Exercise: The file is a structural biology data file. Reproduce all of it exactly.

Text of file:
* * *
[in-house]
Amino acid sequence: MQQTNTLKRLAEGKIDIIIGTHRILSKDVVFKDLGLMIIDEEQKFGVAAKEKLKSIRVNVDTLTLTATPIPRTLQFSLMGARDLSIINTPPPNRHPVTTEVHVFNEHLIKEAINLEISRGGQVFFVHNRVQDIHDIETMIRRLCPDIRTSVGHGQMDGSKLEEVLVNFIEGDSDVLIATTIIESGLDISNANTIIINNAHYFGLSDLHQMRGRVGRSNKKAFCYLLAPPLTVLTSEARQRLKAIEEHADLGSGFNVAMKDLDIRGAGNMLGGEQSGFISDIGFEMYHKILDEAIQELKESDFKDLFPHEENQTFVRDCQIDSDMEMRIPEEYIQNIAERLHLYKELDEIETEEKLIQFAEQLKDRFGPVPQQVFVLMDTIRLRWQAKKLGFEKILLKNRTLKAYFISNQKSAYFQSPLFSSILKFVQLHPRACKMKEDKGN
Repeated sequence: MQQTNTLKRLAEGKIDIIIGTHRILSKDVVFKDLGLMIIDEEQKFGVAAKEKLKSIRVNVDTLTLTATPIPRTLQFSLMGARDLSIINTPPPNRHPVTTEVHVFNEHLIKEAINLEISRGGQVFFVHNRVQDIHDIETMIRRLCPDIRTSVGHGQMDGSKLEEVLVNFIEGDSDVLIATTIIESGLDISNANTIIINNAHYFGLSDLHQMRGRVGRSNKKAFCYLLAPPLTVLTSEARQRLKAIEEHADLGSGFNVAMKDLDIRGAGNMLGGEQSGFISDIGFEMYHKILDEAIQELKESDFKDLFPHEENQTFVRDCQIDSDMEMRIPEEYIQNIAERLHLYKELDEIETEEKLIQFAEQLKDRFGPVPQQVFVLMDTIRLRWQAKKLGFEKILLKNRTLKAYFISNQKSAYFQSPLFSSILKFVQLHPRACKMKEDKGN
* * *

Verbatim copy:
[in-house]
Amino acid sequence: MQQTNTLKRLAEGKIDIIIGTHRILSKDVVFKDLGLMIIDEEQKFGVAAKEKLKSIRVNVDTLTLTATPIPRTLQFSLMGARDLSIINTPPPNRHPVTTEVHVFNEHLIKEAINLEISRGGQVFFVHNRVQDIHDIETMIRRLCPDIRTSVGHGQMDGSKLEEVLVNFIEGDSDVLIATTIIESGLDISNANTIIINNAHYFGLSDLHQMRGRVGRSNKKAFCYLLAPPLTVLTSEARQRLKAIEEHADLGSGFNVAMKDLDIRGAGNMLGGEQSGFISDIGFEMYHKILDEAIQELKESDFKDLFPHEENQTFVRDCQIDSDMEMRIPEEYIQNIAERLHLYKELDEIETEEKLIQFAEQLKDRFGPVPQQVFVLMDTIRLRWQAKKLGFEKILLKNRTLKAYFISNQKSAYFQSPLFSSILKFVQLHPRACKMKEDKGN
Repeated sequence: MQQTNTLKRLAEGKIDIIIGTHRILSKDVVFKDLGLMIIDEEQKFGVAAKEKLKSIRVNVDTLTLTATPIPRTLQFSLMGARDLSIINTPPPNRHPVTTEVHVFNEHLIKEAINLEISRGGQVFFVHNRVQDIHDIETMIRRLCPDIRTSVGHGQMDGSKLEEVLVNFIEGDSDVLIATTIIESGLDISNANTIIINNAHYFGLSDLHQMRGRVGRSNKKAFCYLLAPPLTVLTSEARQRLKAIEEHADLGSGFNVAMKDLDIRGAGNMLGGEQSGFISDIGFEMYHKILDEAIQELKESDFKDLFPHEENQTFVRDCQIDSDMEMRIPEEYIQNIAERLHLYKELDEIETEEKLIQFAEQLKDRFGPVPQQVFVLMDTIRLRWQAKKLGFEKILLKNRTLKAYFISNQKSAYFQSPLFSSILKFVQLHPRACKMKEDKGN